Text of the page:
A retired FBI agent with psychological gifts is assigned to help track down "The Tooth Fairy", a mysterious serial killer. Aiding him is imprisoned forensic psychiatrist Dr. Hannibal "The Cannibal" Lecter.
Will Graham (William Petersen) is a former F.B.I. Agent who recently retired to Florida with his wife Molly (Kim Greist) and their young son, Kevin (David Seaman). Graham was a "profiler", one who profiles criminal's behavior and tries to put his mind into the minds of criminals to examine their thoughts while visiting crime scenes. Will is called out of his self-imposed retirement at the request of his former boss Jack Crawford (Dennis Farina) to help the F.B.I. catch an elusive serial killer, known to the press as the "Tooth Fairy" (Tom Noonan), who randomly kills whole families in their houses during nights of the full moon and leaves bite marks on his victims. To try to search for clues to get into the mind of the killer, Will has occasional meetings with Dr. Hannibal Lecktor (Brian Cox), a charismatic, but very dangerous imprisoned serial killer that Will captured years earlier which nearly drove him insane from the horrific encounter that nearly cost Will's life. With some help ...Written by
Close to the beginning of the movie as Will & Kevin are outside and Jack & Molly are sitting at the coffee table talking; there are figures seen moving in the reflection on the coffee table one of which is holding a video camera. See more »
We should have talked at the boatyard. You don't wanna talk about it here.
I'm not fallin' all over myself to talk about much anywhere, Jack.
See more »
The new Michael Mann approved "restored director's cut" DVD from Anchor Bay is missing the scene with Graham and Dr. Chilton before Graham goes to talk with Lecktor. In the scene Chilton explains a few rules about Lecktor, and then inquires about how Graham caught Lecktor through his thoughts. It is unknown whether or not director Mann intended for this scene to be left out, or if he couldn't find the film elements. This scene is in the original Anchor Bay director's cut on VHS tape and on the second disc of the Limited Edition set. The earlier director's cut appears to be from tape source elements which Mann put together. See more »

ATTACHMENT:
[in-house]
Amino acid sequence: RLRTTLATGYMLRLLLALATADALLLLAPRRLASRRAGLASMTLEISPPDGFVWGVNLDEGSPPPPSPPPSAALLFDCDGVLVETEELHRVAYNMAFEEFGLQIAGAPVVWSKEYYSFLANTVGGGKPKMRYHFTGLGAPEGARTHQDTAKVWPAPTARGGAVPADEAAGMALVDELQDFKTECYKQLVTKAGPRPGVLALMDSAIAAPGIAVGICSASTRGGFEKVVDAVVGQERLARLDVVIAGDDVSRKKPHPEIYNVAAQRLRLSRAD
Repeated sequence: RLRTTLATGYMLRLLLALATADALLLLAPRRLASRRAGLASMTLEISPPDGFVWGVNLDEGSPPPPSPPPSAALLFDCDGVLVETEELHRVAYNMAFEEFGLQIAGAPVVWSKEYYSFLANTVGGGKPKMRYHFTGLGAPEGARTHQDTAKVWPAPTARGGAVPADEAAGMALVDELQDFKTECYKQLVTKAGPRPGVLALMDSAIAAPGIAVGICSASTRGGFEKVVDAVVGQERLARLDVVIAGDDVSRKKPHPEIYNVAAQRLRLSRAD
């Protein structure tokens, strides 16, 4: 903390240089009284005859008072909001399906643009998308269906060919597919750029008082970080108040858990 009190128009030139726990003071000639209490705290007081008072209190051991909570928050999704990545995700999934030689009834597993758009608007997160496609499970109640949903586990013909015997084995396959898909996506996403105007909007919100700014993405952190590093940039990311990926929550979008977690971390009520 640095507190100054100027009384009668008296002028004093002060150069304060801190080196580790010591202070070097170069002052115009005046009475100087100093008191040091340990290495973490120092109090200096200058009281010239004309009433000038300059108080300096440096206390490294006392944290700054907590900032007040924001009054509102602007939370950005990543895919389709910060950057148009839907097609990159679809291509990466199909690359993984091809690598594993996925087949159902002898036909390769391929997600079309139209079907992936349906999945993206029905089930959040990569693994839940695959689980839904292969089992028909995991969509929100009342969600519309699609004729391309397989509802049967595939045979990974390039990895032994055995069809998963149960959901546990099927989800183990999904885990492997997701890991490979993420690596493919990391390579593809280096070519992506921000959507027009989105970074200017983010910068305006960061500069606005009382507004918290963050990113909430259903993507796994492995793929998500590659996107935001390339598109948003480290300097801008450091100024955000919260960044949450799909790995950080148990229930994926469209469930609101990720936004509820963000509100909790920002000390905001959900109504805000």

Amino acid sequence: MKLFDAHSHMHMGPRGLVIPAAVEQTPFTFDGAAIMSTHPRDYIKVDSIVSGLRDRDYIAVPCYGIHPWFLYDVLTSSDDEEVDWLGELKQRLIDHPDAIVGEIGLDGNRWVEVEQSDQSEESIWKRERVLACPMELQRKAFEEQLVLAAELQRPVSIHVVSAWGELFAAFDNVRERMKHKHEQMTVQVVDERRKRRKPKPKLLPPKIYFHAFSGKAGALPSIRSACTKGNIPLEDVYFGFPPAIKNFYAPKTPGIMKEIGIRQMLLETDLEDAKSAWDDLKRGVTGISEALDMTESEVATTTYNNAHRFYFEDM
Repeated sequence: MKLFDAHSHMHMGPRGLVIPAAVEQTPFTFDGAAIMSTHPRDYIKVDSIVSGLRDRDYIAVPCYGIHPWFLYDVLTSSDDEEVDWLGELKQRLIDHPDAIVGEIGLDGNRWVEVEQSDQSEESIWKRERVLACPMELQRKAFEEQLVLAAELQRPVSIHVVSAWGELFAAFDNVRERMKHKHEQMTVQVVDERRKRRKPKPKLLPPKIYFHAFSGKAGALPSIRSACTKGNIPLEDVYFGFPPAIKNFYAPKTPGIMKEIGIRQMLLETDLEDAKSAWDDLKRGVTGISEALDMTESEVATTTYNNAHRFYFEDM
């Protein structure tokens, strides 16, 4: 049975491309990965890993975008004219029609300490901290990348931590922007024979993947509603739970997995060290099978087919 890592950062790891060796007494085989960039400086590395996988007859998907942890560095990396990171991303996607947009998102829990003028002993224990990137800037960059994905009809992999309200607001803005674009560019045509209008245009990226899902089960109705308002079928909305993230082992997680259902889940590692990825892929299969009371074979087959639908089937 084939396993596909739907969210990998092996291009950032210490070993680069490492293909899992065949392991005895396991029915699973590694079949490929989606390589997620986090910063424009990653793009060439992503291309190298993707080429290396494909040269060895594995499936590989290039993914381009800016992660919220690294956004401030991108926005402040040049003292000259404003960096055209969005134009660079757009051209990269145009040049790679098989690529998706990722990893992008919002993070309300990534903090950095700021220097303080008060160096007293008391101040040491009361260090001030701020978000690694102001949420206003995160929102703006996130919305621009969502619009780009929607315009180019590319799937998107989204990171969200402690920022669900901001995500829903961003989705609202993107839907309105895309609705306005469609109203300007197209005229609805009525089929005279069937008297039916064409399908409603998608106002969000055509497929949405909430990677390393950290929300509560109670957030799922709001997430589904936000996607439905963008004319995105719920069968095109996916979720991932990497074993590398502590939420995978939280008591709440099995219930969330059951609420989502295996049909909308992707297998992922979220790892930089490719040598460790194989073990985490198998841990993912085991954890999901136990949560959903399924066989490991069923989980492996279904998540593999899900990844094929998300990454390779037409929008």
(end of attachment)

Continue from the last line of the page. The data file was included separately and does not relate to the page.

How many times have we heard "The film isn't as good as the book"? Let's face it. What film IS?! Red Dragon was a masterpiece and so is Manhunter.
To appreciate that there are two issues. Firstly, the film was created in 1986. It's stylised and looks slightly dated. The soundtrack is excellent but again very 1980's. Secondly, Red Dragon was not an easy book to write a screenplay for. There is way too much information that made the book so enthralling to squeeze in to 2 hours.
The cinematography, in particular the clever use of light and colours, is breathtaking. The choice of locations was also very deliberate. The scene where Will is running out of the building after speaking to Hannibal Lecter. They chose a building with a long spiral ramp down. The ramp is white, clinical. Running down the ramp is like those dreams where the bad man is chasing you and you can't get away. Will runs his heart out but doesn't get very far.
I agree that Cox plays a different Lecter but then the book wasn't about Lecter. There was some mention made but Lecter in this film is very much a Cameo appearance. The way in which Will goes about catching the killer is every bit as clever as Starling's methods, if not more so. In addition, we are treated to the thoughts, the inner monologue, the frustration and triumph of a hunter.
Make no mistake, if you expect an up-to-date movie as good in every respect as the book, you'll be disappointed. If you're sensible and expect nothing more than 2 hours quality entertainment you'll enjoy this one.
164 of 186 people found this review helpful.
Was this review helpful to you?
| Report this